My First Dental Sleep Medicine Patient
How Dr. John Tucker’s quest for knowledge sparked a complete change in his practice.
(Published by Glidewell Dental in the Smile Bulletin)
For nearly 20 years, Dr. John Tucker has been focused on treating patients with sleep-related breathing disorders. His awareness and passion for the field was ignited early in his career — not once, but twice. Read on as he shares personal experiences that shaped his practice, as well as the successful approach he used to get started in dental sleep medicine.
Smile Bulletin: How did you get involved in dental sleep medicine?
Dr. John Tucker: Our son Chad was born six weeks prematurely. At the age of 3, he was on multiple medications for his respiratory system. He exhibited chronic snoring, parafunction, posterior cross bite, a high vaulted palate and dark circles under his eyes. When I questioned the pediatrician regarding his snoring and parafunction, the response was not to worry about it. I asked a pedodontist the same questions and got the same responses.
I was enrolled in a postgraduate program at the University at Buffalo School of Dental Medicine. One of the lectures was the importance of airway and sleep-related breathing disorders. An orthodontic resident presented his research regarding airway issues in children prior to starting treatment. I asked the orthodontic resident why our son snored and had parafunction. His response was, “Does he have a high-vaulted palate and posterior crossbite?”
I was overwhelmed with his questions, as he had never seen our son in person. The answer to his questions was, “Yes!” I asked for his guidance in treatment. His advice was to get him into rapid palatal expansion. Six months after initiating rapid palatal expansion, the snoring and parafunction had been successfully managed and he was off all medications. Our son had airway issues that impacted him daily, leading to unhealthy sleep. I think back to the day the orthodontic resident opened my eyes regarding the importance of a healthy airway. It was the most important concept I had ever been exposed to in my dental career.
That was in October 2002. I wonder how our son would have developed had his sleep-related breathing disorder not been addressed at an early age. He is now 21 years old and an amazing triathlete without airway issues.
Dr. John Tucker’s son Chad overcame his sleep-related breathing disorder at a young age. He is now a triathlete who competes in Spartan races.
SB: Can you tell readers about your first snoring and sleep apnea patient in the dental practice?
JT: Based on the experience with my son, I started shifting my awareness to patient airway health and quality of life. I was quickly humbled and realized this quote by D.H. Lawrence glaring at me: “What the eye doesn’t see and the mind doesn’t know, doesn’t exist.”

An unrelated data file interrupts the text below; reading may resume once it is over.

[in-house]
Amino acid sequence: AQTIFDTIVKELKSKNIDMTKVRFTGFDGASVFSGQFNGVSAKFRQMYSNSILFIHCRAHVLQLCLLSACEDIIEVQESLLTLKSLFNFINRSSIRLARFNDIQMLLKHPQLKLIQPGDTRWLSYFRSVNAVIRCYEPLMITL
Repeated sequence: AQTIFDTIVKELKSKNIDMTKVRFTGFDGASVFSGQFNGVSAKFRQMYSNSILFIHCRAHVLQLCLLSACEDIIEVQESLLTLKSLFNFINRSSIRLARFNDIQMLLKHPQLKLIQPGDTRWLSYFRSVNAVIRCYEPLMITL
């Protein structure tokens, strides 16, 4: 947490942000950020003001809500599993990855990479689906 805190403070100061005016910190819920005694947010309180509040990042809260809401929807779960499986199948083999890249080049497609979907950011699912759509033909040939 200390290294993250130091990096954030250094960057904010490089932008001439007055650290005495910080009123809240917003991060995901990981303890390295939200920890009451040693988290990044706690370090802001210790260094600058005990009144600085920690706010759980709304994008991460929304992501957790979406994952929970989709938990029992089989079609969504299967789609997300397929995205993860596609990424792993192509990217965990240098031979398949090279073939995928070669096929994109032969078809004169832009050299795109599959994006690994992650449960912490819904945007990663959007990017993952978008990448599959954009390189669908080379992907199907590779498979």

I changed my health history intake form and started asking patients if they snored, if they had their sleep evaluated, and if they were on a CPAP or unable to tolerate CPAP therapy. I started to see high-vaulted palates in patients and the correlation with sleep-related breathing disorders, as well as those who had four bicuspid extractions with orthodontic treatment. I was a sponge and wanted to know more about the airway, sleep and the impact of sleep-related breathing disorders on total body health.
I invited my lifelong friend Mark to join our family at our ski lodge for a weekend of fun. It turned out to be a miserable weekend for my family. Unfortunately, my friend was a horrific snorer and none of us got any sleep except him. My friend is an ER physician, and I started talking to him about his snoring issue and the related comorbidities. He had recently been diagnosed with hypertension and metabolic syndrome. He also complained of excessive daytime sleepiness, which would be logical for an ER physician. I started discussing airway health with him and recommended that he have his sleep evaluated.
I found it bizarre how little education he had on sleep and sleep-related breathing disorders. He took my advice and had an attended PSG [polysomnogram]. The results showed that he had severe obstructive sleep apnea with an apnea-hypopnea index, or AHI, of 55. I reviewed treatment options with him, including CPAP, surgery, oral appliance therapy and weight loss. His chief complaint was claustrophobia, and he stated that he would never be able to tolerate a CPAP. He expressed another interesting concern of not having the CPAP readily available with his erratic ER shifts. We fit him for an oral appliance and initiated therapy.
After three months of follow-up appointments and gradual titration of his oral appliance, we referred him back to his sleep physician for a follow-up attended PSG while wearing his appliance to document treatment efficacy. The sleep study results were incredible: The treatment had decreased his AHI from 55 to an AHI of 2. He reported feeling more alert with no snoring, and his hypertension and overall health significantly improved. He also started to exercise and watch his diet, netting a weight loss of over 50 pounds. All medications were either decreased or eliminated.